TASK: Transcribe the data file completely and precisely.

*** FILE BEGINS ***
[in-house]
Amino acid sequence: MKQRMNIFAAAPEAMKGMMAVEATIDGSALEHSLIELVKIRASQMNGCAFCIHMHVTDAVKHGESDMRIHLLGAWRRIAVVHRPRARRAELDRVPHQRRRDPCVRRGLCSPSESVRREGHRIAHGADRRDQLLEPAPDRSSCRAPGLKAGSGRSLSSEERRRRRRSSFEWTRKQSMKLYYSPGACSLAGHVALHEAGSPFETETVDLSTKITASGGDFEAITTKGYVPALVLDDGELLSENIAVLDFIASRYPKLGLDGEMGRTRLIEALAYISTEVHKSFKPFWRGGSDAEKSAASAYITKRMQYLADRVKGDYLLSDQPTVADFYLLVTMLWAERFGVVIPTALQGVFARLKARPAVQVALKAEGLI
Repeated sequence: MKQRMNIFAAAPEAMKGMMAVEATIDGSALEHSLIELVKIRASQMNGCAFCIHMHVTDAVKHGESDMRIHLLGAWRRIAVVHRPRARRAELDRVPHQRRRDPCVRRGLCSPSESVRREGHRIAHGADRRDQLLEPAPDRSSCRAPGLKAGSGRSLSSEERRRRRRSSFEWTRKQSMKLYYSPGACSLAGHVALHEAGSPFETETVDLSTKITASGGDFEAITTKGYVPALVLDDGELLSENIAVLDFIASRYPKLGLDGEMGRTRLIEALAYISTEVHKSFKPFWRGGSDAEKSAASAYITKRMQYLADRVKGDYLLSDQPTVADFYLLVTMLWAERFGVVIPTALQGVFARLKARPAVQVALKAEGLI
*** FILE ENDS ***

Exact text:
[in-house]
Amino acid sequence: MKQRMNIFAAAPEAMKGMMAVEATIDGSALEHSLIELVKIRASQMNGCAFCIHMHVTDAVKHGESDMRIHLLGAWRRIAVVHRPRARRAELDRVPHQRRRDPCVRRGLCSPSESVRREGHRIAHGADRRDQLLEPAPDRSSCRAPGLKAGSGRSLSSEERRRRRRSSFEWTRKQSMKLYYSPGACSLAGHVALHEAGSPFETETVDLSTKITASGGDFEAITTKGYVPALVLDDGELLSENIAVLDFIASRYPKLGLDGEMGRTRLIEALAYISTEVHKSFKPFWRGGSDAEKSAASAYITKRMQYLADRVKGDYLLSDQPTVADFYLLVTMLWAERFGVVIPTALQGVFARLKARPAVQVALKAEGLI
Repeated sequence: MKQRMNIFAAAPEAMKGMMAVEATIDGSALEHSLIELVKIRASQMNGCAFCIHMHVTDAVKHGESDMRIHLLGAWRRIAVVHRPRARRAELDRVPHQRRRDPCVRRGLCSPSESVRREGHRIAHGADRRDQLLEPAPDRSSCRAPGLKAGSGRSLSSEERRRRRRSSFEWTRKQSMKLYYSPGACSLAGHVALHEAGSPFETETVDLSTKITASGGDFEAITTKGYVPALVLDDGELLSENIAVLDFIASRYPKLGLDGEMGRTRLIEALAYISTEVHKSFKPFWRGGSDAEKSAASAYITKRMQYLADRVKGDYLLSDQPTVADFYLLVTMLWAERFGVVIPTALQGVFARLKARPAVQVALKAEGLI